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Sales of existing homes rose in September, likely due to a brief decline in mortgage rates


Houston, Texas: A property is available to buy on August 12, 2020.

Brandon Bell | Getty Images

According to the National Association of Realtors, sales of homes that were previously owned increased by 7% to an annual adjusted rate of 6.29 Million units in September.

Lawrence Yun (chief economist), pointed out that there was a short drop in the mortgage rates between August and September as part of their sales growth. In August, the average fixed 30-year mortgage rate fell to 3%. However, it rose significantly over the month.

Data on existing-home sales is based upon closed sales. These are likely to be contracts signed between July and August.

In September 2020, sales were 2.3% below.

The lowest sales level since July 2015 was 28% for first-time buyers.

In September, the supply of houses for sale was 1.27 Million units. This is 13% less than a year earlier. This represents an increase of 2.4 months in the supply, based on current sales.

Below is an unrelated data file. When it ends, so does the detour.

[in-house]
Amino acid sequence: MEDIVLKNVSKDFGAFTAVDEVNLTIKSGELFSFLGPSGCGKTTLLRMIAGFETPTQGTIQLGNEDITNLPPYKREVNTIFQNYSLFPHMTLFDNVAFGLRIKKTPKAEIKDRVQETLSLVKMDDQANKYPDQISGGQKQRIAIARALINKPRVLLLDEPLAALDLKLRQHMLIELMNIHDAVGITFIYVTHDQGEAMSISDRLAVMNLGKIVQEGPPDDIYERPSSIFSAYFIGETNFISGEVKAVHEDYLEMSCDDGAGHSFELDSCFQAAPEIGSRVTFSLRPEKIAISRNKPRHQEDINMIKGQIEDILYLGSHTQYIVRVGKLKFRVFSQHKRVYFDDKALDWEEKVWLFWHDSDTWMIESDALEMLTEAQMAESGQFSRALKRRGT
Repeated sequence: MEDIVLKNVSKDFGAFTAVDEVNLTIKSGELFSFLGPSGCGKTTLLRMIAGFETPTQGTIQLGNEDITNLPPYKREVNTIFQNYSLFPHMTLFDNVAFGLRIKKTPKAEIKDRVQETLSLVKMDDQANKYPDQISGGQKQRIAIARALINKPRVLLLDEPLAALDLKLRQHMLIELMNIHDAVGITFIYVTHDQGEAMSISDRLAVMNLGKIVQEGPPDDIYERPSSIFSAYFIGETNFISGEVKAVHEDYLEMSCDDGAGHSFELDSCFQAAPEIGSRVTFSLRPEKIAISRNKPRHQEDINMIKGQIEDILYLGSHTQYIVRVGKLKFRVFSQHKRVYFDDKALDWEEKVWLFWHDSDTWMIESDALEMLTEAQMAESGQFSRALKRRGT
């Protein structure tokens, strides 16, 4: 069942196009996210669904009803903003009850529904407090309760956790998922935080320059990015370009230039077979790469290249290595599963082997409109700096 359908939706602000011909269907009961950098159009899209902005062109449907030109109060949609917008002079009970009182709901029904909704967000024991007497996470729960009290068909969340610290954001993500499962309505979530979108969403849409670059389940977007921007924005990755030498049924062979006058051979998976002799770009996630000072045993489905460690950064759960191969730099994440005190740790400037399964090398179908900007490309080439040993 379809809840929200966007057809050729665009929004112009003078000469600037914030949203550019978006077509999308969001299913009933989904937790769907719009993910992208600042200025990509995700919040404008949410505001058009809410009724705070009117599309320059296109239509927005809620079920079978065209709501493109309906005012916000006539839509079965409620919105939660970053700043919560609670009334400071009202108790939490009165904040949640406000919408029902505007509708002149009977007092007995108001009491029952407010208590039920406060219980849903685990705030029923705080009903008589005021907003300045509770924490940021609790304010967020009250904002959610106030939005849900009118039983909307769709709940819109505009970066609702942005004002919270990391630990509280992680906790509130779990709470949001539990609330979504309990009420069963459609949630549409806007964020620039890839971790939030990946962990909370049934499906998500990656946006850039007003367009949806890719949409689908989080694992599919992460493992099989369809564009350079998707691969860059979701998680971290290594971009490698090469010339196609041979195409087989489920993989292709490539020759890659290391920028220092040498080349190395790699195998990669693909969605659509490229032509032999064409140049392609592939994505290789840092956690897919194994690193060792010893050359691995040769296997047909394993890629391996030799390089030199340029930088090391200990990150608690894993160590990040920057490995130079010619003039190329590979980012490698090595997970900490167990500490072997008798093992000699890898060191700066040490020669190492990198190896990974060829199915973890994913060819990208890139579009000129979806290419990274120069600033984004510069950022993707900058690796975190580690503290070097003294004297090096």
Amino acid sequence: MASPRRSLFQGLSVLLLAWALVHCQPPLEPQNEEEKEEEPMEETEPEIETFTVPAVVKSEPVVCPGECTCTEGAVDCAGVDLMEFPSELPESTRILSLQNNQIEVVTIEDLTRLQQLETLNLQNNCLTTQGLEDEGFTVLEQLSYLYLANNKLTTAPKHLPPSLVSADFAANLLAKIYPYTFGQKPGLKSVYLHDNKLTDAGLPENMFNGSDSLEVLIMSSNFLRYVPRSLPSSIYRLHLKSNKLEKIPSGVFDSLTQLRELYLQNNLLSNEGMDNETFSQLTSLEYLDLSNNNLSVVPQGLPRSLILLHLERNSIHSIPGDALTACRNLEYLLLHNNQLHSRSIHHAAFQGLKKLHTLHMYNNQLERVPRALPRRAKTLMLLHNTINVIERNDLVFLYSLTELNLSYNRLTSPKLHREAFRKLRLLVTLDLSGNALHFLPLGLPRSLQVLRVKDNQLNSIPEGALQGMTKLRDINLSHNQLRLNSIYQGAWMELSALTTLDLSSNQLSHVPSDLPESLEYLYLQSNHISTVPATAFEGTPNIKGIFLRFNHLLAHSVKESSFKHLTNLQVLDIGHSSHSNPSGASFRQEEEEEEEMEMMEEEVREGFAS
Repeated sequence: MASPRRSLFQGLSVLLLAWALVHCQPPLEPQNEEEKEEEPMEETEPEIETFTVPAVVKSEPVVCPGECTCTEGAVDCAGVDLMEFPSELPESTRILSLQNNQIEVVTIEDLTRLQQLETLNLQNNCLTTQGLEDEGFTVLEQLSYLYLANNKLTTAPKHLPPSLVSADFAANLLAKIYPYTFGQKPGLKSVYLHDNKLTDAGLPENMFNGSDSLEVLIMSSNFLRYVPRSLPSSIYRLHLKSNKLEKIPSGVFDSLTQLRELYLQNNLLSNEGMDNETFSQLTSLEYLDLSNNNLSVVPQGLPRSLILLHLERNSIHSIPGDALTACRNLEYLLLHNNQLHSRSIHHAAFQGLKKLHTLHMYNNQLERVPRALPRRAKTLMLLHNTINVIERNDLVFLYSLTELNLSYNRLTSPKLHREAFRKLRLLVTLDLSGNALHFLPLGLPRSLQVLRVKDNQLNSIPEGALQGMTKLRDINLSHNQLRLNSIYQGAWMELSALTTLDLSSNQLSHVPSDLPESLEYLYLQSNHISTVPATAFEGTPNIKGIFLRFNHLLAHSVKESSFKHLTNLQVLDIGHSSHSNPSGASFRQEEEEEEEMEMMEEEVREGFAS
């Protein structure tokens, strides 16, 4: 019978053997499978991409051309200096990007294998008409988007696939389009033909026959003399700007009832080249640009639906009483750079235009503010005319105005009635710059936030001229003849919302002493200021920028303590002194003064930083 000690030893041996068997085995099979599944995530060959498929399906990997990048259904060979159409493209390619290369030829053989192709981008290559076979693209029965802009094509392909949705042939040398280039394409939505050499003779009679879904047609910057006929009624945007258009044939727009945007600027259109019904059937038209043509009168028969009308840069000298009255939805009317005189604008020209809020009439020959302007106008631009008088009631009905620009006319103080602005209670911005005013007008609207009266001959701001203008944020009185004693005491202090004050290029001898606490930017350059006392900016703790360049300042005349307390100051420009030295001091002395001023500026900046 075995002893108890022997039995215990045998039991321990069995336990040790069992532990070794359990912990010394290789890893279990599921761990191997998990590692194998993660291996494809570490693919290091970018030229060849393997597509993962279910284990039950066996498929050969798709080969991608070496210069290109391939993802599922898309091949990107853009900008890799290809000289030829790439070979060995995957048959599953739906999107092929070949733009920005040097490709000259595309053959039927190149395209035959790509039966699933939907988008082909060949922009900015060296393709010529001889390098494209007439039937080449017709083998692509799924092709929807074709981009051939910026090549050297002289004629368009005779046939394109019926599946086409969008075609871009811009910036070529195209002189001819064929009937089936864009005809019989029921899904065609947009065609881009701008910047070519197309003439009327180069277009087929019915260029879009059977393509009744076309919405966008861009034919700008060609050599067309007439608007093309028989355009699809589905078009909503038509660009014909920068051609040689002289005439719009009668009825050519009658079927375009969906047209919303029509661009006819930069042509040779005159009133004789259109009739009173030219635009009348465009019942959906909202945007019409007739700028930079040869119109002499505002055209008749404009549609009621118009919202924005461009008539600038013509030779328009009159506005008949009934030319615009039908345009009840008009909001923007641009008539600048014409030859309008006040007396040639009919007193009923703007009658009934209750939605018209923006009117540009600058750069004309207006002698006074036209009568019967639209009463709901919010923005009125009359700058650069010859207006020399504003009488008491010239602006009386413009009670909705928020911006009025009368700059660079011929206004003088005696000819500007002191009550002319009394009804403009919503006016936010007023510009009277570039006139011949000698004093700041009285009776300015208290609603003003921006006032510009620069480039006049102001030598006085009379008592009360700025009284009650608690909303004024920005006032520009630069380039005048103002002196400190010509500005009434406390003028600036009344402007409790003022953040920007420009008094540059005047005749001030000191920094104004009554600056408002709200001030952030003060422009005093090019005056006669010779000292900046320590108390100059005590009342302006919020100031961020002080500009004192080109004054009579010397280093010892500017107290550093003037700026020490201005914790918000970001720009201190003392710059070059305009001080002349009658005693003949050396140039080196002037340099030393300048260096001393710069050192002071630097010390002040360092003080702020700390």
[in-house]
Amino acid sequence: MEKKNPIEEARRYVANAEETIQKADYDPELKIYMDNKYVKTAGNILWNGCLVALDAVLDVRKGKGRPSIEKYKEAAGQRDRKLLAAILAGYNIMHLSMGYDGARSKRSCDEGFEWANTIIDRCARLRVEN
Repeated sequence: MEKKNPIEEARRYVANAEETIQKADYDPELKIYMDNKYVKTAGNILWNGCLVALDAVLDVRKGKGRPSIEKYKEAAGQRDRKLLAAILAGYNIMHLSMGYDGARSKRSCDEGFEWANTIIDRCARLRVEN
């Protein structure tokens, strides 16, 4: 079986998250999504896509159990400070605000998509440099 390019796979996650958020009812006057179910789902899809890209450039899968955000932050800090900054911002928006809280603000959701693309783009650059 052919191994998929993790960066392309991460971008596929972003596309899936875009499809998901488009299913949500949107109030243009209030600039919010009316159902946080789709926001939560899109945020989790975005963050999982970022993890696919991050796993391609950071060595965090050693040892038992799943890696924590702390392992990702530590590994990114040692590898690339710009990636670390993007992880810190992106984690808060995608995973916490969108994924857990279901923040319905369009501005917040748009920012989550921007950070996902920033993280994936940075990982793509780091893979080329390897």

Prices rose due to low supply. In September, the median home price was 352,800. This is 13.3% more than in September 2020. While the annual gains were high in September 2020, they are currently declining.

“As mortgage forbearance programs end, and as homebuilders ramp up production – despite the supply-chain material issues – we are likely to see more homes on the market as soon as 2022,” said Yun.

This is heavily affected by the number of properties currently for sale. Because inventory is at its lowest point, most of the activity takes place on the upper end of the market. For example, homes selling for $100,000-$250,000 saw 23% decreases in sales year-over year. However, homes sold above $1 million saw 30% growth.

The August sales of new homes, as measured by contracts signed, was 24% less than September’s. The price of new homes rose 20% due to supply chain problems and increased costs of land, labor, and materials.

Mike Robinson
Mike covers the financial, utilities and biotechnology sectors for Street Register. He has been writing about investment and personal finance topics for almost 12 years. Mike has an MBA in Finance from Wake Forest University.